Wining Boy arrives at Doaker’s house enveloped by what seems to be a constant existential grief. He is a wandering musician, inconstant lover, and desperate hustler who finds little peace in his life. In a long speech of self-reflection, he says that in his youth he enjoyed the life of a traveling piano player:
Go to a place and they find out you play piano, the first thing they want to do is give you a drink, find you a piano, and sit you right down. And that’s where you gonna be for the next eight hours. They ain’t gonna let you get up! Now, the first three or four years of that is fun. You can’t get enough whiskey and you can’t get enough women and you don’t never get tired of playing that piano.(43–44) [End Page 66]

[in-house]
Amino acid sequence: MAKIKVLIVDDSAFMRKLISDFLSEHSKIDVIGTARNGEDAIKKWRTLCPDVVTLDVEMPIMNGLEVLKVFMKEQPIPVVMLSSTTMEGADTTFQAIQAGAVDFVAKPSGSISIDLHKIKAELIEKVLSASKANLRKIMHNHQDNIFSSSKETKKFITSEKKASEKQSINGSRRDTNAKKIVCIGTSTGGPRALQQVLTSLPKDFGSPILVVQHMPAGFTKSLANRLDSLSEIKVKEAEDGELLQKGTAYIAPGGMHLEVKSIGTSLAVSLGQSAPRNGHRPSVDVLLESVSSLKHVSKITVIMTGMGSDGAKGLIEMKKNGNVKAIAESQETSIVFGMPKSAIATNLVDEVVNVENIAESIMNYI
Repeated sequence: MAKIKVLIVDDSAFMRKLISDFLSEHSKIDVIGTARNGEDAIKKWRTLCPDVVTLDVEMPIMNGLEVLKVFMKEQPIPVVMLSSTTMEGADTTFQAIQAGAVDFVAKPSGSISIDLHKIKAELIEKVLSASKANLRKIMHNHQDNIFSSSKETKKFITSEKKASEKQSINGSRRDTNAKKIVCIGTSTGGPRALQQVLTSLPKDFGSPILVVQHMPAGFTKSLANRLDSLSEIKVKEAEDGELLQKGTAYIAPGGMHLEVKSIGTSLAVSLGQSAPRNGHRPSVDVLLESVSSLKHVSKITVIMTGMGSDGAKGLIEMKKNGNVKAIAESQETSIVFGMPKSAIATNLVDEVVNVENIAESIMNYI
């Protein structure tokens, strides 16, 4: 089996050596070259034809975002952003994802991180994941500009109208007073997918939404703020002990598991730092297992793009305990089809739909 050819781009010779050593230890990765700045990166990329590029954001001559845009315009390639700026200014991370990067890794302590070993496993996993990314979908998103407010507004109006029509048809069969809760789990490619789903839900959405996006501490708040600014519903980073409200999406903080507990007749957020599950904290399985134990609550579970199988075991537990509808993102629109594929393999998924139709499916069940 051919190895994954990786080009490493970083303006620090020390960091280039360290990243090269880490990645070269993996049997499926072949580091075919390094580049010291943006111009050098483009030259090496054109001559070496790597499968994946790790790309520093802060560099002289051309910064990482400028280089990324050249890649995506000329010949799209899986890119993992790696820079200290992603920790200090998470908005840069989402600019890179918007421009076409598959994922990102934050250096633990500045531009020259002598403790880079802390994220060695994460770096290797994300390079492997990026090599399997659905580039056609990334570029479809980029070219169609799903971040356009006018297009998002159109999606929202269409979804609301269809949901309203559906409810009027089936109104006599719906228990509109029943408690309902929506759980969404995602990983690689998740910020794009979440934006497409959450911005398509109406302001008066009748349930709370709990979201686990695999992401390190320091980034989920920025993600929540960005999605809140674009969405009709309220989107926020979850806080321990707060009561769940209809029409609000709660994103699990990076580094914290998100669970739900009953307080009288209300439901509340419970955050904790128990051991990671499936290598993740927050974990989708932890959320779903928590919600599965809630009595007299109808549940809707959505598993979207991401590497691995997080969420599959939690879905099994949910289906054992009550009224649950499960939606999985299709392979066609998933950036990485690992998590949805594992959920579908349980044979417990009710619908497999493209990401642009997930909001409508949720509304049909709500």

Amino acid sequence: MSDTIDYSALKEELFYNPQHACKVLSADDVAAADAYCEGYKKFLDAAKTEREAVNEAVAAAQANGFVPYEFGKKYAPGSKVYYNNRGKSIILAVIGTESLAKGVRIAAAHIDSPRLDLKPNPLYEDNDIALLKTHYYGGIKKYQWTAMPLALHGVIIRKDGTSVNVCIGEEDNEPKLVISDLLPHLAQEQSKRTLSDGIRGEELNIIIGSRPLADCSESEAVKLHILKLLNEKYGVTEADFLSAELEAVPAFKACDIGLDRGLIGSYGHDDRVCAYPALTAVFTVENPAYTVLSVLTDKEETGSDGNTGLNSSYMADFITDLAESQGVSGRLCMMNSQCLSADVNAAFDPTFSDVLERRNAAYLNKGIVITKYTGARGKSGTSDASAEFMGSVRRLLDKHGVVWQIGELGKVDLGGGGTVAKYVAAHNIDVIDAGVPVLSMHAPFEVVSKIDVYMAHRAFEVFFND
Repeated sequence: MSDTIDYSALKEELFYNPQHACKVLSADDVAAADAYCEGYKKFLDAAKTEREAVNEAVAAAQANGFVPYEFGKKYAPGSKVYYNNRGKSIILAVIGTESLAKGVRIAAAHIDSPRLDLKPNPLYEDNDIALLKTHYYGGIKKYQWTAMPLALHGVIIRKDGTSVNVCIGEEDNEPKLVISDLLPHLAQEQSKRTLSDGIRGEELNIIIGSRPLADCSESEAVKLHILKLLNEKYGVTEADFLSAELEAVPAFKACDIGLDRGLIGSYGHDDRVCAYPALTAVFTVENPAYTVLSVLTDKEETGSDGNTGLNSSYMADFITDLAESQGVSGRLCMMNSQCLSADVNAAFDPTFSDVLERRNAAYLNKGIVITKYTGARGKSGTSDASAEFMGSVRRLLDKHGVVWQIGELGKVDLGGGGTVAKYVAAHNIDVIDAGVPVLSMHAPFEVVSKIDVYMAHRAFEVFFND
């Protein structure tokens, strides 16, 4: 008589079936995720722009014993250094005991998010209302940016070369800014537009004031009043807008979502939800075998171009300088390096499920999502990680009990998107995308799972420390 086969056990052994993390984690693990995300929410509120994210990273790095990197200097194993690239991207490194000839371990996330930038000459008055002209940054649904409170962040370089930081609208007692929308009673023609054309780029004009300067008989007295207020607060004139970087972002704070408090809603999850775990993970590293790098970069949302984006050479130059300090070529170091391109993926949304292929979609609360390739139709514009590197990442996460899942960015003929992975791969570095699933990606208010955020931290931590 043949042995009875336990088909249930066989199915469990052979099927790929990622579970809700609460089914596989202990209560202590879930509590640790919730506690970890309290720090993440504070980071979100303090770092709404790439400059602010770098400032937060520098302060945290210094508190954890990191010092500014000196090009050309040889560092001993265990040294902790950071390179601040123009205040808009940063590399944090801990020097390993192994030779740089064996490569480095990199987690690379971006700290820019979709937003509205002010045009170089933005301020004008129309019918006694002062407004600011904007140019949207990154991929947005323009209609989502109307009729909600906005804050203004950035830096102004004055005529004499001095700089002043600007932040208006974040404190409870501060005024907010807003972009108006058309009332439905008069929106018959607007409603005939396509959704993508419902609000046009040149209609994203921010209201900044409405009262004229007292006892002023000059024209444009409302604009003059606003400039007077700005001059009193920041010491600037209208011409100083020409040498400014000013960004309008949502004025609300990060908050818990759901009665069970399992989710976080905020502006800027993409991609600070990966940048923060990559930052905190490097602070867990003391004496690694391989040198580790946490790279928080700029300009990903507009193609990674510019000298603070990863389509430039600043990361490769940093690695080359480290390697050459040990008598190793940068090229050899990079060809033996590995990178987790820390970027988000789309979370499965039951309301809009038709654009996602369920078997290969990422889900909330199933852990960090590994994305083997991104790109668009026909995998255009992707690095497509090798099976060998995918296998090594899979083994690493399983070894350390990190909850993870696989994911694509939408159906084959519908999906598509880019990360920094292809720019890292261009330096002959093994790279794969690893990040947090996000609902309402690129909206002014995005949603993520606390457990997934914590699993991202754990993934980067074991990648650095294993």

He quickly admits that such a life grows thin: “But that only last so long. You look up one day and you hate the whiskey, and you hate the women, and you hate the piano. But that’s all you got.” Wining Boy considers this trouble a crisis of identity: “Now, who am I? Am I me? Or am I the piano player?” The piano player has a simple task, one by which Wining Boy has defined himself for years, but he is beginning to wonder if there might be some way to discover more complexity in his identity. “Sometime it seem like the only thing to do is shoot the piano player,” he resolves, “cause he the cause of all the trouble I’m having” (44). Tellingly, the identity Wining Boy considers slaying has a name—“the piano player”—but what would remain is identified only by the nondescript first-person pronoun—“me.” Who Wining Boy is if not a piano player remains unclear even to him.